So why have I chosen to turn my back on my apoliticism now, after more than half a century?  The answer is two-fold.  First, the upcoming presidential election here in the United States is, to a greater extent than ever before, more about character than about issues, and I feel on much more solid ground evaluating the candidates’ personal strengths and weaknesses, which are on display daily for everyone to see, than their political positions, which are subject to endless debate.  Second, I recently discovered Sam Harris: American author, neuroscientist, and philosopher.  Harris sees clearly – and articulates precisely – what most of us see only dimly and cannot articulate at all.  He has strong opinions on the subject of Trump vs. Clinton.  I’m convinced he’s right, and am happy to let him speak for me.

Harris regularly publishes a podcast, “Waking Up with Sam Harris,” and the video below is taken from his update of June 15.  While there is obviously more that could be said about Trump vs. Clinton, what follows is enough.  As Harris says, a lesser-of-two-evils argument makes perfect sense here.  Take a few minutes, listen to what he has to say, and judge for yourself.

Derrick Robinson

Published in: on July 27, 2016 at 2:52 pm  Leave a Comment  
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I Can’t Sleep in Your Prayers

Last August, my wife Susie and I received an email from our niece Shahmin, in which she announced that she had joined a group of volunteers that would be traveling to Bulgaria and Greece in the fall to help support the staff of A21, a world-wide organization dedicated to combating forced labor and sex trafficking.  Shortly after her return, we received another email from Shahmin in which she described some of her experiences and impressions from her trip.  Even while reading it, I knew that I wanted to share it with readers of this blog.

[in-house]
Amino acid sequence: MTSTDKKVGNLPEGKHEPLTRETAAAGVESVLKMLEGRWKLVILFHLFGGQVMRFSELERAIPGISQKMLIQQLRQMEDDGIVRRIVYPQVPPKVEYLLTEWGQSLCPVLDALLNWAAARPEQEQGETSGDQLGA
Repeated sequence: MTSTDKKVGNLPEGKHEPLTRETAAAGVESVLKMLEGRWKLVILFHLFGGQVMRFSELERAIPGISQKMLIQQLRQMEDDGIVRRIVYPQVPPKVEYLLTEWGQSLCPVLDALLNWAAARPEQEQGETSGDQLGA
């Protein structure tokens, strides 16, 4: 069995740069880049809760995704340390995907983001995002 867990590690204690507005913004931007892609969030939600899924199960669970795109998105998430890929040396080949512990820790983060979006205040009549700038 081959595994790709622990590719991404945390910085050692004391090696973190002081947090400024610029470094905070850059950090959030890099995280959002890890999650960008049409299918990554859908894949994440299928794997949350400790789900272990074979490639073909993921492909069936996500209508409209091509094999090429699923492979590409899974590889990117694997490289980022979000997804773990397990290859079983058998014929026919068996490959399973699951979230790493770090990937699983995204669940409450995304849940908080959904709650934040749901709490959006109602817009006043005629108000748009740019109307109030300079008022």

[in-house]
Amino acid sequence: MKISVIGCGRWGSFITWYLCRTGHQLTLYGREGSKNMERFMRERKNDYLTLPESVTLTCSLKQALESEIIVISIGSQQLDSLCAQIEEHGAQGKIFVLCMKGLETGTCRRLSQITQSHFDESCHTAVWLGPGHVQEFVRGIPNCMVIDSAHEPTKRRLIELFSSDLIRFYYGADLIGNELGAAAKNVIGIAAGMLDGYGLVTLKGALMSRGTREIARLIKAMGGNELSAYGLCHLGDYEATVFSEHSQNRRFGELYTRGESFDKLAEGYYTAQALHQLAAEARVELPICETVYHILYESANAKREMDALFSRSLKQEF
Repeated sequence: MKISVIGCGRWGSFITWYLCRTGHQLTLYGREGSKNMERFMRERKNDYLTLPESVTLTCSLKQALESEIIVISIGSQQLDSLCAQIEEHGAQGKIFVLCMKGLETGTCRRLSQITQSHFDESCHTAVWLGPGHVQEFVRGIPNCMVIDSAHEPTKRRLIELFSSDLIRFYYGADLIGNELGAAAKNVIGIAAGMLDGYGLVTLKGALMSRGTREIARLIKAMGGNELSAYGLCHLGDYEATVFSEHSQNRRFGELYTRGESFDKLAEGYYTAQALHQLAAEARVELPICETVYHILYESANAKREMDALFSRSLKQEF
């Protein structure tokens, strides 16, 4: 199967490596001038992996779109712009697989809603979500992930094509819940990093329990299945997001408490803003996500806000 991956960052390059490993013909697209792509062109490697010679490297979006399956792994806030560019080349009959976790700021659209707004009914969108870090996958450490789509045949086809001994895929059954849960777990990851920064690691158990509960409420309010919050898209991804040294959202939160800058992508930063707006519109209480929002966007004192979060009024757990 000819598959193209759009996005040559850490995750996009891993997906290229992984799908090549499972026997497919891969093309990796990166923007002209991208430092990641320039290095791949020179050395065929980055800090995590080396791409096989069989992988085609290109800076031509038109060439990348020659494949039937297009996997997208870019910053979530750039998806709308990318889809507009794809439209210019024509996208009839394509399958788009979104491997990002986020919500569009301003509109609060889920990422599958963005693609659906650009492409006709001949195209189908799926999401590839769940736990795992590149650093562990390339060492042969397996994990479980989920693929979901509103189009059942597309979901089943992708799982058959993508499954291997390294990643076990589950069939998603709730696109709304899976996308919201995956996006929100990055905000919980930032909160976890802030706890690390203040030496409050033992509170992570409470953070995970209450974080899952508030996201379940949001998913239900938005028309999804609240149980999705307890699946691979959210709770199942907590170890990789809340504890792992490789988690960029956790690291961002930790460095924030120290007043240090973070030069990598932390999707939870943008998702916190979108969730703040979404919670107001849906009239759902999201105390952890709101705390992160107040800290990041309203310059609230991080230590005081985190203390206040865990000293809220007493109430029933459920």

Shahmin’s letter needs no further introduction, but if, after reading it, you would like to know more about A21 and their mission to equip young people with strategies to avoid becoming victims of trafficking, you can visit their website by clicking here.

Shahmin's Team of Volunteers

Team of Volunteers

Hi all,

I hope this letter finds you well!  I just wanted to send word and some photos to you about my experience during my recent trip to Bulgaria, and what it meant to me.

When I first conceived of taking this trip, I was unsure how or why I was going.  I know that for a lot of my friends it was out of the blue.  I had felt a strong desire that I just needed to go, even though for me it was out of my comfort zone and very different than anything I have ever done before in my life.  I also had heard some stories and statistics of how real and growing this problem of sex/human trafficking is.  Things like 27 million are being trafficked today – a fact that slavery is bigger than it has ever been!

I am so grateful that I was able to go.  Things became so real to me about this growing epidemic.  One of the stories that really stood out to me happened one day in the A21 Office (the organization we supported and for which we raised funds).  I was looking around and noticing the pictures of different Roma kids (the kids that are targeted for trafficking purposes in Bulgaria).  I was about to take a picture of this one particular photo because I thought the baby in it was so adorable with absolutely beautiful eyes!